Demonstrates a tile based layout. Rearrange tiles by touching and holding on a tile, then dragging it.
This project was intended for educational purposes - to learn layout, animation, and interaction fundamentals in depth. It could also be used as a starting point for a tile based menu system or image gallery.
- Flexible tile layout using zero lines of code
- Custom reusable hit detection, including configurable touch slop, long press duration, and touch tracking
- Custom spring animation curves using harmonic oscillation physics
- View frame animator to smoothly animate both the position and size of an object
The tile layout was made using nested weighted LinearLayouts. A horizontal LinearLayout divides the tiles into a left and right column. Each column is a vertical LinearLayout. This divides the screen into five fixed spaces:
Each space is fixed but contains a movable and changeable tile. This architecture solves multiple problems at once:
- Drawing lines. The black dividing lines between tiles are just padding between the tiles and the spaces holding them.
- Seamless hit detection. When touching in between two tiles, the nearest tile responds. This is because the spaces holding the moving tiles, not the moving tiles themselves, detect touches and gestures.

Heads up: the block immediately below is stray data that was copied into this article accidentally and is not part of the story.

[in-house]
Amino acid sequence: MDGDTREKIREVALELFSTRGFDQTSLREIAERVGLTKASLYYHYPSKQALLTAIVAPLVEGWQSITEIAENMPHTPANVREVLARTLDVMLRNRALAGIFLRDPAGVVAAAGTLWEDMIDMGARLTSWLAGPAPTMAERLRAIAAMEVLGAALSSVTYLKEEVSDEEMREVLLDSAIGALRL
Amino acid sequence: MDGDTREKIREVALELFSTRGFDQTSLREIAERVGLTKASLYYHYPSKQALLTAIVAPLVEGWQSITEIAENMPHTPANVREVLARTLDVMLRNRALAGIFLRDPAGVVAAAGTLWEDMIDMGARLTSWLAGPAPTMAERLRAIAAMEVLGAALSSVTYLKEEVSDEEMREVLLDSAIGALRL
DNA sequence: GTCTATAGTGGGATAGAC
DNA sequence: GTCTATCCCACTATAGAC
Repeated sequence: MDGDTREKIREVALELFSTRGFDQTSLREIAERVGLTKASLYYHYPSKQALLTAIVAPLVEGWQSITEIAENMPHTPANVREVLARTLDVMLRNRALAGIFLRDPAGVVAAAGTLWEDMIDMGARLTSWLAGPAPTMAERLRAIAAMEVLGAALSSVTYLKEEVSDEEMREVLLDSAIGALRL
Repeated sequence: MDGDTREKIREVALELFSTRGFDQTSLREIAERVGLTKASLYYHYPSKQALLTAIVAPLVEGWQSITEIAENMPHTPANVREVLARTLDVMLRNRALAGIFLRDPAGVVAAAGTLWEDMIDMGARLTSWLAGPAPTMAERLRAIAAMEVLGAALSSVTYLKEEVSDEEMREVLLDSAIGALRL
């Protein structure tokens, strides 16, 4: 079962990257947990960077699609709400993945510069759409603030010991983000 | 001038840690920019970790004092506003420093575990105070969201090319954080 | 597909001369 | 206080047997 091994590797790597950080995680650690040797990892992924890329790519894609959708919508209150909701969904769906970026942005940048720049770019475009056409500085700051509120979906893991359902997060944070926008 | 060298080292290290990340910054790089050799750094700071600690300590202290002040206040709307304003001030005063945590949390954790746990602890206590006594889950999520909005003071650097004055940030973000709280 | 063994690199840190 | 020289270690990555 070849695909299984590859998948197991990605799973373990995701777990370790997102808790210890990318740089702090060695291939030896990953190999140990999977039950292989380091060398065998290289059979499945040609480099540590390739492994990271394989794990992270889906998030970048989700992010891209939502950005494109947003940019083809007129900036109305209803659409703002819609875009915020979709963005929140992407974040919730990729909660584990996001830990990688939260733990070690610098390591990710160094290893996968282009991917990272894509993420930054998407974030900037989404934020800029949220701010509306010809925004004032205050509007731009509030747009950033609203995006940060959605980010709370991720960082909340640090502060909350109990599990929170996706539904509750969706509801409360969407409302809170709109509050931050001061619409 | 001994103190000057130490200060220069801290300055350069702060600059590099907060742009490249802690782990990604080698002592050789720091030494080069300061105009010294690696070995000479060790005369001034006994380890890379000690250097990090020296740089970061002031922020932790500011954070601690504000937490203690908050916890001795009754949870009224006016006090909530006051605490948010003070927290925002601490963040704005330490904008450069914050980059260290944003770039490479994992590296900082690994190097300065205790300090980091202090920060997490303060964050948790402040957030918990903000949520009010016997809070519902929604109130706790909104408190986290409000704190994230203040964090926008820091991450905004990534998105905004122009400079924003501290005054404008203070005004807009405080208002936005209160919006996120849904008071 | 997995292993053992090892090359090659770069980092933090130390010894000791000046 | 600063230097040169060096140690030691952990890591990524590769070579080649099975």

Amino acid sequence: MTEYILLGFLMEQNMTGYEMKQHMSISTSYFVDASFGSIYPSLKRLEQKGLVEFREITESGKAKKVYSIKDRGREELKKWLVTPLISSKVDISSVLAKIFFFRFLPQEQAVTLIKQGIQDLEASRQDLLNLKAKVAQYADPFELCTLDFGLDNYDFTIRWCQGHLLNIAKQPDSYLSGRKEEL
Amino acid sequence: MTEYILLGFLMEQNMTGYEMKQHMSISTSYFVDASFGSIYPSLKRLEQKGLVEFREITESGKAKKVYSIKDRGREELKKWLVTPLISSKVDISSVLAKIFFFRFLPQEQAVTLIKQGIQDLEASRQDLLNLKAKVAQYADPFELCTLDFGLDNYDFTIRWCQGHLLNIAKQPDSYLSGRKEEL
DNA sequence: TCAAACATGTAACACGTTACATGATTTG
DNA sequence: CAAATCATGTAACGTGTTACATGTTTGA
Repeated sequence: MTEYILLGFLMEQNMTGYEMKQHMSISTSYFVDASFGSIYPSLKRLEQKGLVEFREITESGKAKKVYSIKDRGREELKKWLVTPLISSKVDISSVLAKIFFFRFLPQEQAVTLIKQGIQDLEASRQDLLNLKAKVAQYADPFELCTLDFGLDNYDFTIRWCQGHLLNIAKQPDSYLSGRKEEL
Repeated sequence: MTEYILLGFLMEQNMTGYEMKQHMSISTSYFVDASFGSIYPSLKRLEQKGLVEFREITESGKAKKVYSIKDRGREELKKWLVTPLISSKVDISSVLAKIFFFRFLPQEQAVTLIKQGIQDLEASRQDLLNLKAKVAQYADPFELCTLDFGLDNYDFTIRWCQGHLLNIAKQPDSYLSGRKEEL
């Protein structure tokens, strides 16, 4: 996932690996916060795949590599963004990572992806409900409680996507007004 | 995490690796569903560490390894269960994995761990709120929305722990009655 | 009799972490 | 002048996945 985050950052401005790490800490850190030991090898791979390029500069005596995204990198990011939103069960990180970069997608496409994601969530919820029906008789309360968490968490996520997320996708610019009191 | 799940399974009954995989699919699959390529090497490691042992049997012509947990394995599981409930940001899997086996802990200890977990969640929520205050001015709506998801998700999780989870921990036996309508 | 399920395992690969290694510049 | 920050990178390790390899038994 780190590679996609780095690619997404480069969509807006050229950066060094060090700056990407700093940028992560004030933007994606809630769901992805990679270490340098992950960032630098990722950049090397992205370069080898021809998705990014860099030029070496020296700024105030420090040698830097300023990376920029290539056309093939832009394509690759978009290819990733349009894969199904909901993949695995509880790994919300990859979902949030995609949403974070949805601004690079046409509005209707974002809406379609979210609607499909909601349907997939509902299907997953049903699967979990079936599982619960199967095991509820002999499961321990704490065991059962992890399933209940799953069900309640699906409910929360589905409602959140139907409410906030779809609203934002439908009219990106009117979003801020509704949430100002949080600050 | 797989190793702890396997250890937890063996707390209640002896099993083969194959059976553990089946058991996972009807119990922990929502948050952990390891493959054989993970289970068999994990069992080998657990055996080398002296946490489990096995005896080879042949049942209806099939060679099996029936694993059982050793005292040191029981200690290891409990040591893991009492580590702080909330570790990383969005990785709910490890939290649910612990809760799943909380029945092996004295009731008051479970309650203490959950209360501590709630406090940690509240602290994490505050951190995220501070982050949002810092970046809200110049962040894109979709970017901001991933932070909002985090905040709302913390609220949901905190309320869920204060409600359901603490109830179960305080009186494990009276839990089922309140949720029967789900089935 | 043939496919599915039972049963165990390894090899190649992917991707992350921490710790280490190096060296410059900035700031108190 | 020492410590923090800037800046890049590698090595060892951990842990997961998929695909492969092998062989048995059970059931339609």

- Improved touch event handling. Android gesture detection is inaccurate when moving a view while it is receiving touch input.
Using nested LinearLayouts was a questionable decision. It was an ideal solution to making a flexible tile layout with zero lines of code, but caused significant complications when rearranging tiles. If doing the project over again, I would consider flattening the hierarchy into a single RelativeLayout instead. However I would lose the benefit of having a fully flexible zero configuration layout, so I have mixed feelings about this change.
Theming + Styling
This project uses Android resource management to define all colors, margins, fonts, and styles for the app. I also used resource management to color coordinate all system widgets with the app's color palette. See the 'More Info' feature for an interesting example of this. Coming from the iOS development arena, I was blown away at Android's resource management capabilities. So far, I think that resource management is the single biggest advantage that Android developers have over iOS developers.